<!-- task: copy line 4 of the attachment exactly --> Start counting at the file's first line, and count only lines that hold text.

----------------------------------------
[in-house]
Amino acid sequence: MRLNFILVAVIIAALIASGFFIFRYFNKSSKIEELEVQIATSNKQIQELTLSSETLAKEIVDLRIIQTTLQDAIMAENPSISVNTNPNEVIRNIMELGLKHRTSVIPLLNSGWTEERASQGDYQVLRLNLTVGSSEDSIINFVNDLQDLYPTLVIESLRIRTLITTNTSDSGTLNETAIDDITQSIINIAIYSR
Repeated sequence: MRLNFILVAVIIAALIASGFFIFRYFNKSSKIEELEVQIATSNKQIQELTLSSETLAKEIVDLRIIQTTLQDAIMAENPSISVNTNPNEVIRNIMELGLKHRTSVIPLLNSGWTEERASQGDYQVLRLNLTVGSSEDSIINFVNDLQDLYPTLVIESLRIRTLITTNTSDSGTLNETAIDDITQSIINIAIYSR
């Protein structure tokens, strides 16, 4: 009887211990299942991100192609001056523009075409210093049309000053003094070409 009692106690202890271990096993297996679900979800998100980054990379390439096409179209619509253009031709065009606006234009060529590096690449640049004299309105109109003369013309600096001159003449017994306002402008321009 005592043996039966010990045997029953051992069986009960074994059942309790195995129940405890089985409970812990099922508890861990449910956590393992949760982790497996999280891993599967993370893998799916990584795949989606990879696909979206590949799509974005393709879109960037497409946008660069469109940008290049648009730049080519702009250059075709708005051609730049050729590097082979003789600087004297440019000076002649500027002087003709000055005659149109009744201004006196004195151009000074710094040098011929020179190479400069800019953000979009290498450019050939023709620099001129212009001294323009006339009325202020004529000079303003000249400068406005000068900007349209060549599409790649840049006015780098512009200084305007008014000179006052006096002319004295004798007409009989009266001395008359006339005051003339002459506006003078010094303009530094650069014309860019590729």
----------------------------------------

């Protein structure tokens, strides 16, 4: 009887211990299942991100192609001056523009075409210093049309000053003094070409 009692106690202890271990096993297996679900979800998100980054990379390439096409179209619509253009031709065009606006234009060529590096690449640049004299309105109109003369013309600096001159003449017994306002402008321009 005592043996039966010990045997029953051992069986009960074994059942309790195995129940405890089985409970812990099922508890861990449910956590393992949760982790497996999280891993599967993370893998799916990584795949989606990879696909979206590949799509974005393709879109960037497409946008660069469109940008290049648009730049080519702009250059075709708005051609730049050729590097082979003789600087004297440019000076002649500027002087003709000055005659149109009744201004006196004195151009000074710094040098011929020179190479400069800019953000979009290498450019050939023709620099001129212009001294323009006339009325202020004529000079303003000249400068406005000068900007349209060549599409790649840049006015780098512009200084305007008014000179006052006096002319004295004798007409009989009266001395008359006339005051003339002459506006003078010094303009530094650069014309860019590729």